Friday | 16 May, 2008

Creative Commons for the Caucasus! | A real opportunity

Many readers will already be aware of the concept of Creative Commons. The basic idea is to facilitate collaboration, interaction and people adding value to each other's online work. Creative Commons provides licenses for sharing easily, without giving up some of the author's basic rights. A great exposition of this entire concept is given by the founder of the entire idea, Lawrence Lessig, in an engaging TED talk (you didn't think that intellectual property rights could be that entertaining, did you?). See below.

Now that larger idea is extremely important in the South Caucasus as well. There is a lack of ideas, there's a lack of great materials for people to use, to teach, to read, to share, especially in the local languages. And conversely, there's little respect for authorship, and for the people that have created valuable content.

Introducing Creative Commons in the South Caucasus could be one step to alleviate this: not just by providing the licenses along the "build it and they'll come" expectation, but using the very process to advocate ideas of online interaction and sharing, and recreation.

And: this is precisely what Eurasia Partnership Foundation is about to do. They invite applications until the end of the month, hoping that some qualified groups will apply to port the licenses, and to popularize the concept. Hopefully, this will help to start the debate.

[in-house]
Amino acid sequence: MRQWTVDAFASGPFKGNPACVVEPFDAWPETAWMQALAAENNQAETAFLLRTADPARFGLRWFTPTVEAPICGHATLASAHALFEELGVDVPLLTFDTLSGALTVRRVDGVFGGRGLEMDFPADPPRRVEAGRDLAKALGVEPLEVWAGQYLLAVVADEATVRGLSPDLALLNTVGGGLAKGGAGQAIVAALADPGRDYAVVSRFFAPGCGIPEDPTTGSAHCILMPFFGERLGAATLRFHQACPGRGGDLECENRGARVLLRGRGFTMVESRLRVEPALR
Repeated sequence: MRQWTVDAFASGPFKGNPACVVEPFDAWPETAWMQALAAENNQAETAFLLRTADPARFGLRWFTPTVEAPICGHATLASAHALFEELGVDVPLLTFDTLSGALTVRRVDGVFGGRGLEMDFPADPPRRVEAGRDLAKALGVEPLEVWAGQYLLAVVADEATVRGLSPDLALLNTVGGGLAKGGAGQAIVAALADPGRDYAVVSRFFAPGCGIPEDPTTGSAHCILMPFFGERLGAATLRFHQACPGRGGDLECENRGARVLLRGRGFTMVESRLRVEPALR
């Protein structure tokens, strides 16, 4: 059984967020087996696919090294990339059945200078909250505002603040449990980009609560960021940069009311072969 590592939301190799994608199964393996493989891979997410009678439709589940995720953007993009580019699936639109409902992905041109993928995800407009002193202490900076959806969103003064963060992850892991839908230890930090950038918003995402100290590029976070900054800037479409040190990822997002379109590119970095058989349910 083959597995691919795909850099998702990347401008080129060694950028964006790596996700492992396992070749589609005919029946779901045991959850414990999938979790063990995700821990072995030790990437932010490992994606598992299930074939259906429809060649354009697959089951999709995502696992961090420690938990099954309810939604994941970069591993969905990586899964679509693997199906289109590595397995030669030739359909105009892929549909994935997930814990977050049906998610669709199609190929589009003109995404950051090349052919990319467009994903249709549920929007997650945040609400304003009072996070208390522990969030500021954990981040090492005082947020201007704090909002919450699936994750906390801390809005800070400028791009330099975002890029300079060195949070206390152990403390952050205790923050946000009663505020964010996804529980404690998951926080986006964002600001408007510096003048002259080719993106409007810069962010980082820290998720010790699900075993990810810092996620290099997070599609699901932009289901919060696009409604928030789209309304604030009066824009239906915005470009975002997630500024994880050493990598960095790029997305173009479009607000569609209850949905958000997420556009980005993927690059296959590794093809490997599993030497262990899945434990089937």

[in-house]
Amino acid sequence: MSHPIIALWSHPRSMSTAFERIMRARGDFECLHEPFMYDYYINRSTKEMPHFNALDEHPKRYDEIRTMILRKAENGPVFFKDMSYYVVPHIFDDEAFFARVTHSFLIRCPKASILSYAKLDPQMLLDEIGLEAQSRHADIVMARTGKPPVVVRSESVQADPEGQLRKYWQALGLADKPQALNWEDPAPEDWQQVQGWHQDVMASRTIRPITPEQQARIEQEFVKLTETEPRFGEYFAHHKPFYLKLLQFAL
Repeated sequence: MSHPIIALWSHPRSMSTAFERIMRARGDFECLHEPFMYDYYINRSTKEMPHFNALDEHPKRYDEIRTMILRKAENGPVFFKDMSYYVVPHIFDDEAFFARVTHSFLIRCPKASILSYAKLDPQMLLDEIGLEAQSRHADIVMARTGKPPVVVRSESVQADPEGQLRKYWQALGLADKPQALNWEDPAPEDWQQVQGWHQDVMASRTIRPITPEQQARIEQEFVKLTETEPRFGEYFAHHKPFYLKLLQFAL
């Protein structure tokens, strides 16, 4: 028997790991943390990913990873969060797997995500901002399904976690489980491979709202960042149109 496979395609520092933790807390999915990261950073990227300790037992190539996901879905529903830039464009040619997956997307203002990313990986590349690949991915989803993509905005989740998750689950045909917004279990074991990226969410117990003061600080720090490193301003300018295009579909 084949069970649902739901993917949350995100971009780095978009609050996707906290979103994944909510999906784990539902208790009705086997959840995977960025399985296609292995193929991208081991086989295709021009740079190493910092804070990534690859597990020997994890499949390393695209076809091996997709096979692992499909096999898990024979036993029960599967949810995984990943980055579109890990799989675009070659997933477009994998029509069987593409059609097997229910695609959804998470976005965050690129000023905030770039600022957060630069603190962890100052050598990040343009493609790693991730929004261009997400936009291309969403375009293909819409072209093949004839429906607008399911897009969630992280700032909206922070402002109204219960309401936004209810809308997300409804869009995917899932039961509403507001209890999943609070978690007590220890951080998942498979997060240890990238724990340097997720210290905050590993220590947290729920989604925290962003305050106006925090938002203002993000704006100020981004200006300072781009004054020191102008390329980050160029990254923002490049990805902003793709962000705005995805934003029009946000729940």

So for anyone interested in the web, or in Intellectual Property issues this really is a unique opportunity. Find a gang of like-minded people, apply, and get paid to popularize what you care about. Check the website of Eurasia Partnership Foundation for more detail. (The project is running in all the three countries, but I'm just linking the Georgian site.)

Here is the talk:

24.08.2015 | Monday

Internet and social media usage in Georgia

In April-May 2015, CRRC-Georgia carried out a representative survey of the adult population of Georgia for Transparency International Georgia. The survey contained a number of questions on Internet and social media usage, and the results show us who is online, what people are doing online, who is using social networks, and which networks people use most.
24.06.2015 | Wednesday

Georgia’s e-government – who is it for?

By Davit Mzikyan

[Note:  Social Science in the Caucasus is publishing the work of six young researchers who entered CRRC-Georgia’s Junior Fellowship Program (JFP) in February 2015. This is the second blog post in the series. Click 
here to see the first blog post.]

In the late 1990’s together with the boom in digital and information technologies, the concept of e-government first began to take shape. Since then, e-government has spread throughout the world. In 2007, e-government was launched in Georgia with the creation of the government commission supporting e-governance development, and in 2010, the Data Exchange Agency (DEA) was created under the Ministry of Justice of Georgia.
07.07.2014 | Monday

Facebook usage in Azerbaijan